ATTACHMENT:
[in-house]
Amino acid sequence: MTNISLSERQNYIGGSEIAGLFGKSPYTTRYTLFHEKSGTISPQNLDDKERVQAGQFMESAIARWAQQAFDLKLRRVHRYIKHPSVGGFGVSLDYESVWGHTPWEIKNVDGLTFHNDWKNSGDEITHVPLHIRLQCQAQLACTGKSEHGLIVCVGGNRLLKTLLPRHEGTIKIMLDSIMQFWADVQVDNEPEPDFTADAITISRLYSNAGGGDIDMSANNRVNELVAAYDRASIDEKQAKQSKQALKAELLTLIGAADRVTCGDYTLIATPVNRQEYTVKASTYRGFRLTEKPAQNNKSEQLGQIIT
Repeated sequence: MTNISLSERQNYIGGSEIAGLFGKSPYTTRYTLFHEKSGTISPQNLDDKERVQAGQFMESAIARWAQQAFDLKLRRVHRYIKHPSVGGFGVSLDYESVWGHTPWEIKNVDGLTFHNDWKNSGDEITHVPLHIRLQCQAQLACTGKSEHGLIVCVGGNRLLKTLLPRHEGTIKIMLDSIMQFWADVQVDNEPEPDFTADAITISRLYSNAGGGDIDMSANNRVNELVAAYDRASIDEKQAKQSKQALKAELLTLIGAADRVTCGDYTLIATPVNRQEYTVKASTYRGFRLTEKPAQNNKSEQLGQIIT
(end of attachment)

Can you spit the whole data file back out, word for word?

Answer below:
[in-house]
Amino acid sequence: MTNISLSERQNYIGGSEIAGLFGKSPYTTRYTLFHEKSGTISPQNLDDKERVQAGQFMESAIARWAQQAFDLKLRRVHRYIKHPSVGGFGVSLDYESVWGHTPWEIKNVDGLTFHNDWKNSGDEITHVPLHIRLQCQAQLACTGKSEHGLIVCVGGNRLLKTLLPRHEGTIKIMLDSIMQFWADVQVDNEPEPDFTADAITISRLYSNAGGGDIDMSANNRVNELVAAYDRASIDEKQAKQSKQALKAELLTLIGAADRVTCGDYTLIATPVNRQEYTVKASTYRGFRLTEKPAQNNKSEQLGQIIT
Repeated sequence: MTNISLSERQNYIGGSEIAGLFGKSPYTTRYTLFHEKSGTISPQNLDDKERVQAGQFMESAIARWAQQAFDLKLRRVHRYIKHPSVGGFGVSLDYESVWGHTPWEIKNVDGLTFHNDWKNSGDEITHVPLHIRLQCQAQLACTGKSEHGLIVCVGGNRLLKTLLPRHEGTIKIMLDSIMQFWADVQVDNEPEPDFTADAITISRLYSNAGGGDIDMSANNRVNELVAAYDRASIDEKQAKQSKQALKAELLTLIGAADRVTCGDYTLIATPVNRQEYTVKASTYRGFRLTEKPAQNNKSEQLGQIIT